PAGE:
Complete a level and you can learn a new skill or choose another character to play as (you can swap them out during fights). In standard mode you can pretty much wade through most levels, with the odd soda can or pizza helping replenish your health.

The game definitely isn't quite as smooth as the original, and with five or more characters on-screen feels rather choppy. Enemy attacks vary from dumb to all over the place, which might suit the tone of the game, but fighting purists probably won't like the big boxer character endlessly pummeling at thin air rather than coming to attack.

Also, your attacks can be way past an enemy and still hit them, which doesn't feel in the spirit of the game. The ability to corral enemies into a corner and wipe them out in one go feels cheap too. Still, with plenty of variety and imagination (of the bad 70/80s cop series variety) going into the enemies, the game doesn't get boring.

There's also some neat touches, like if you keep dying on the tricky lift level, which is easy to do, eventually it will let you survive the long fall to keep on with the battle. That, some new touches like the bomber drones and exploding chemical frogs, plus a curiosity to see what comes next should keep you going to the end. Yes, this is a pretty short game, but still worth having a crack at.

Score: 7/10
More Reviews
Price: £7.99 (PSN), currently £6.39 for PS+ subs
Developer/publisher Crazyant/Ratalaika
File size 213MB
Progress: 5th Round

Tuesday, November 27, 2018

Sony patents new memory card, only $49 per GB!

Kidding about the price! But Sony has form for screwing over fans every chance it gets. It also continues to keep teasing new technology that would only make sense in a portable or hybrid capacity.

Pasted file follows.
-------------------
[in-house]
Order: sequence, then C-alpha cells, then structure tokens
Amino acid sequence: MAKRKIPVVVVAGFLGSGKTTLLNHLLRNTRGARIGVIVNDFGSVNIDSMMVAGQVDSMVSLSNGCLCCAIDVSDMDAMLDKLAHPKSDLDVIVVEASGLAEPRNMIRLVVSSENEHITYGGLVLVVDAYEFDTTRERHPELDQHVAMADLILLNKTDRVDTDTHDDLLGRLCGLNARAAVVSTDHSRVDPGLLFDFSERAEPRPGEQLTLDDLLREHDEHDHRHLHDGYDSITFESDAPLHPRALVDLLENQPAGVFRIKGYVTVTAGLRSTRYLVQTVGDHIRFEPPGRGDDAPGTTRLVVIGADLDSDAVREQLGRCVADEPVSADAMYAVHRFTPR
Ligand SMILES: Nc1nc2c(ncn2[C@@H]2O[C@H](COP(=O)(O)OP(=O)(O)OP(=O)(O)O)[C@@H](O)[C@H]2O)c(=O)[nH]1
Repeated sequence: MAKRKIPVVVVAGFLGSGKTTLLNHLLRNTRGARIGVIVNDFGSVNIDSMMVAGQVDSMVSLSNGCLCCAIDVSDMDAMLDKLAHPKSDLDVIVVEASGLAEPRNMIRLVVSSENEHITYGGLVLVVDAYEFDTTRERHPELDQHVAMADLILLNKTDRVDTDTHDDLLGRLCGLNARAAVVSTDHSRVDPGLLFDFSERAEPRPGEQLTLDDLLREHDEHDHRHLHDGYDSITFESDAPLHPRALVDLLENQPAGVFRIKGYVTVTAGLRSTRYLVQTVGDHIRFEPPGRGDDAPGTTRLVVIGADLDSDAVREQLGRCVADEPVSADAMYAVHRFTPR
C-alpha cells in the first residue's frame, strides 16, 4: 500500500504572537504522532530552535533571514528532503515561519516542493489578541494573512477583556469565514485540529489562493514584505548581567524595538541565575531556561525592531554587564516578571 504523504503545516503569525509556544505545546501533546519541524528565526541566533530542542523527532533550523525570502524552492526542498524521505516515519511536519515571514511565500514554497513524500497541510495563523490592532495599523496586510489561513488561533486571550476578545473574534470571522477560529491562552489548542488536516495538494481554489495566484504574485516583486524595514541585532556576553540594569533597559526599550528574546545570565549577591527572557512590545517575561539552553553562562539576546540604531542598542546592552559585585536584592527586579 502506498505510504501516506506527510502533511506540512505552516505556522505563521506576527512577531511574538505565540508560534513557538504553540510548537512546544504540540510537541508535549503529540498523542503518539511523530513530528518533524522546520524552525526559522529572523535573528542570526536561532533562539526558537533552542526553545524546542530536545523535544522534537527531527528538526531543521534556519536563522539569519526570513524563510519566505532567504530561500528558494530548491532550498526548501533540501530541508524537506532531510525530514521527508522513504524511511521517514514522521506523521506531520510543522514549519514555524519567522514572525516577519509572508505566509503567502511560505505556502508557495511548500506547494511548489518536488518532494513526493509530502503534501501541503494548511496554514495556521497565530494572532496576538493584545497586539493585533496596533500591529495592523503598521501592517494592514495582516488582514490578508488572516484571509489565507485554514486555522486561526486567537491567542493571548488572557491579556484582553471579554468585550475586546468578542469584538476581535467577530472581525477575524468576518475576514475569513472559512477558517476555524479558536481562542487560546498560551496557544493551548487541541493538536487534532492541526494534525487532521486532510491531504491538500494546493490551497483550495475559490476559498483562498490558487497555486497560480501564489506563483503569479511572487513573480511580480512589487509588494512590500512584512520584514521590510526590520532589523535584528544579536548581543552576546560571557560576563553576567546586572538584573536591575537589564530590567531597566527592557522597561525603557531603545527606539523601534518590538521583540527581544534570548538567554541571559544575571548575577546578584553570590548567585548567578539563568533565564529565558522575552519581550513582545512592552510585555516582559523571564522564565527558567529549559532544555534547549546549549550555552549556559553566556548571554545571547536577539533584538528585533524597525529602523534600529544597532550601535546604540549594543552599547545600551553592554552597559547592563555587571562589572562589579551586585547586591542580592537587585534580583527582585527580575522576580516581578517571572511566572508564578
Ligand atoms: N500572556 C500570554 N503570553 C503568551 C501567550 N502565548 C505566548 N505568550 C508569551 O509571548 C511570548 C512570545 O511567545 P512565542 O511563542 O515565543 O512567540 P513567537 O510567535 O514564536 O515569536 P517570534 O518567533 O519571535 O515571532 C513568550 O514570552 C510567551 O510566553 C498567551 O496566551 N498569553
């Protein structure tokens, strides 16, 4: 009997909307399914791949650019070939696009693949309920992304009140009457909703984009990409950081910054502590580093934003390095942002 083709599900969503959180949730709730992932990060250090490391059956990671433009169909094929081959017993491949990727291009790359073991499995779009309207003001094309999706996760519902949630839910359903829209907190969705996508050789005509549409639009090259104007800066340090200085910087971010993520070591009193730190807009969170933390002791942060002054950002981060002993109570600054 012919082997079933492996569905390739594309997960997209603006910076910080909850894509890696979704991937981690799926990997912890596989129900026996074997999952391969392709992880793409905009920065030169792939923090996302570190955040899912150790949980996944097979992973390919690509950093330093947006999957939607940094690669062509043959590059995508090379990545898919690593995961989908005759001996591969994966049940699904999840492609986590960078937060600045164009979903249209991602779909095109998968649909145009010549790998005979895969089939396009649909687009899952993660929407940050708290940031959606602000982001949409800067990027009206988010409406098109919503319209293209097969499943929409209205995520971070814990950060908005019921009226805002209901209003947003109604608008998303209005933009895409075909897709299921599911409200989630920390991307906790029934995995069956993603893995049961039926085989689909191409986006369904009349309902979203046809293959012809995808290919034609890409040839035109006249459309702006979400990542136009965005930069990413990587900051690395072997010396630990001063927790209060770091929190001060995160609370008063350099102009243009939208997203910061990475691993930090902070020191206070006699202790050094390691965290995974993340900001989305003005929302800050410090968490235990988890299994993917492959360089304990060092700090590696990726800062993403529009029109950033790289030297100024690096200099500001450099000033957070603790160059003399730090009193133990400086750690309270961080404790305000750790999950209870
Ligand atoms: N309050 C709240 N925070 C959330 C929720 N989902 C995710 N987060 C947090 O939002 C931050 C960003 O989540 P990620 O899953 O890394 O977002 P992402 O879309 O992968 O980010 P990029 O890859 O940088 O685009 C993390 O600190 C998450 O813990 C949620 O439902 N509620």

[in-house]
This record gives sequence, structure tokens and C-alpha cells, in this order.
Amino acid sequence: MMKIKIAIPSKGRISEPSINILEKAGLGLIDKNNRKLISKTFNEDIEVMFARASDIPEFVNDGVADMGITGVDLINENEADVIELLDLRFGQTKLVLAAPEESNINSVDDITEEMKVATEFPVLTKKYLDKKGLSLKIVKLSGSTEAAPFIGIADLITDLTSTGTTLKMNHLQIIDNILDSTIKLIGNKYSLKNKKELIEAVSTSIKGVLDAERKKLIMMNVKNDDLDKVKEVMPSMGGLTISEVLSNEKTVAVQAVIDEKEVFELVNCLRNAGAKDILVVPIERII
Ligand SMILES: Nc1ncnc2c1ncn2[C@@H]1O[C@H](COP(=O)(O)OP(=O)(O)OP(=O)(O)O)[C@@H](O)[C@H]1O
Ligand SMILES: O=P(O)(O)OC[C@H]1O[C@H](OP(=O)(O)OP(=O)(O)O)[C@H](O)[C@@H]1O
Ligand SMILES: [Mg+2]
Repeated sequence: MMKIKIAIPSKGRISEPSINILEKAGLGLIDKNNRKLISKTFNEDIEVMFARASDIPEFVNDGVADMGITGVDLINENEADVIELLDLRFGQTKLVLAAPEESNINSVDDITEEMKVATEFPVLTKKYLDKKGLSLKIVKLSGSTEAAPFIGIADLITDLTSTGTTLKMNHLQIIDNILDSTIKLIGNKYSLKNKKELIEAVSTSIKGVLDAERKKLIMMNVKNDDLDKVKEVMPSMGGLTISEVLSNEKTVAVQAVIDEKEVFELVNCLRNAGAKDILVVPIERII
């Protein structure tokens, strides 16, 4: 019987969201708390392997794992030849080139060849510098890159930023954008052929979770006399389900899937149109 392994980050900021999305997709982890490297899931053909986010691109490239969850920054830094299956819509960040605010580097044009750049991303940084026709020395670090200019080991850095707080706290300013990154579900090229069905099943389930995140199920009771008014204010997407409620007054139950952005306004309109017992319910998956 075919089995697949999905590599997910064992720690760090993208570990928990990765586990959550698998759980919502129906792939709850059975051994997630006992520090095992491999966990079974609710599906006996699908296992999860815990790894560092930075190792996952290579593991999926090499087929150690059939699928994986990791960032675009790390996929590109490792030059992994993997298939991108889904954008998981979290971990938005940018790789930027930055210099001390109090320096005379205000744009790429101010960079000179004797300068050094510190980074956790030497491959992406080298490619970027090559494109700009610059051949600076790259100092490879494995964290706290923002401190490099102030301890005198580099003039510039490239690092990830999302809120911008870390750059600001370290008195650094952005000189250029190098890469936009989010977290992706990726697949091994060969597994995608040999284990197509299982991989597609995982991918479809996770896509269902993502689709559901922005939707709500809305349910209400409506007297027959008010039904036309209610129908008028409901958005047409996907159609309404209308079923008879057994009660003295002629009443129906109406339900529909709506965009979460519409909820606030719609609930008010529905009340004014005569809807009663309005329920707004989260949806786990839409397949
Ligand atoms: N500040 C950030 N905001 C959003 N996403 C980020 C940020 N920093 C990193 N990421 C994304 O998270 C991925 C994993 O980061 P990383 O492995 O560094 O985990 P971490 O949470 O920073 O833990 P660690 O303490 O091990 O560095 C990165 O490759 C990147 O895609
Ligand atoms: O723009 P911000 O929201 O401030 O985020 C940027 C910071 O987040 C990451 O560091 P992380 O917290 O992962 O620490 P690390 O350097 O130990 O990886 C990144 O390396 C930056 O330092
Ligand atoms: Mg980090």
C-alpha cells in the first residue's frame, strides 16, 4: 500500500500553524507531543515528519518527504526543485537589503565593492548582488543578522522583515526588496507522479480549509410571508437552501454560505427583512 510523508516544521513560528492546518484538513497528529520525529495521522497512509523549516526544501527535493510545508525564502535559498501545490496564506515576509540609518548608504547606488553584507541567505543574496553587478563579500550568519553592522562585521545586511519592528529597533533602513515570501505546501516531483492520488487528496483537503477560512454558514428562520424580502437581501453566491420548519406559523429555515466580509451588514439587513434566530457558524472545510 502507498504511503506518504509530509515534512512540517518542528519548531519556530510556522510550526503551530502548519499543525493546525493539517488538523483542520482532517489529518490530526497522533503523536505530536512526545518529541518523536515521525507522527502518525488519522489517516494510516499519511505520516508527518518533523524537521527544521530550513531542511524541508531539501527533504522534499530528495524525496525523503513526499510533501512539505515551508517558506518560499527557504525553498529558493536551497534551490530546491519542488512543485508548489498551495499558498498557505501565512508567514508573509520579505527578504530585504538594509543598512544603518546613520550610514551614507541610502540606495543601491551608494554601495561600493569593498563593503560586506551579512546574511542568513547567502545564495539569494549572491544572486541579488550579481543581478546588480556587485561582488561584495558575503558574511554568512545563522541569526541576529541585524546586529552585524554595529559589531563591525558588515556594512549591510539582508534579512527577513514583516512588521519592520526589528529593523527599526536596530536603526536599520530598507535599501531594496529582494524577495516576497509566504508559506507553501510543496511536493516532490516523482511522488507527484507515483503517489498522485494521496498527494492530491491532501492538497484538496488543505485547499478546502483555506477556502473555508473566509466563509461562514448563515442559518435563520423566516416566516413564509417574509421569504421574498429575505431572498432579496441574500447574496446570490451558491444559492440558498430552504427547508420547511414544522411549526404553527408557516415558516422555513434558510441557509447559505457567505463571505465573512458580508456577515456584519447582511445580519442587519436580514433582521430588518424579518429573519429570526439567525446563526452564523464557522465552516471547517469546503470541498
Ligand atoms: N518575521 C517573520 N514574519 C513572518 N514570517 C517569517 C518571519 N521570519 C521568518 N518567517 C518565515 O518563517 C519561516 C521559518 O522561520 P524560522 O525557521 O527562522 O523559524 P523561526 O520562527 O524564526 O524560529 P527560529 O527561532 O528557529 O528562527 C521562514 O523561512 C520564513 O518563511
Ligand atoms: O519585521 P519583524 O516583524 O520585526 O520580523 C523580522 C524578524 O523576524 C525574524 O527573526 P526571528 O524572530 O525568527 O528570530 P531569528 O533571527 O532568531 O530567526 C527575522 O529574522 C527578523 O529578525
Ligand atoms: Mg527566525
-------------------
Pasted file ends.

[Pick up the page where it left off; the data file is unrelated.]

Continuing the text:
Update: Or not, its actually for the Toio gadget thing that Sony only sells in Japan. Quite why the patent only came to light now is part of the random madness of the Internet.

The PS4 doesn't need memory cards or cartridges, I have a 2TB external drive that attests to that. However, the PS5 might need a way to send lots of data between the main console and an on-the-go device, without resorting to slow mobile cloud speeds, until 5G is everywhere in about 2024.

As found by Dutch site Techtastic, a recently published document on the South Korean patent board, the patent shows various images (PDF) with what looks suspiciously like a proprietary port (doesn't seem like a USB C) to prevent people connecting them to PCs and hacking the data. Hey, it wouldn't be Sony if they screwed this up somehow!

Another image shows a hole behind the upper cap, likely so it can tied to a keychain or strap for portability. Otherwise your guess is as good as mine, as Sony struggles to find a valid reason for gamers to upgrade from the top-selling PS4 to whatever comes next. But since its called a "game cartridge", Sony won't need them unless it has something smaller than PS5 Blu-ray titles in mind. Also, this could act as a way to keep retail stores sweet for the next generation as physical disc sales continue to fall.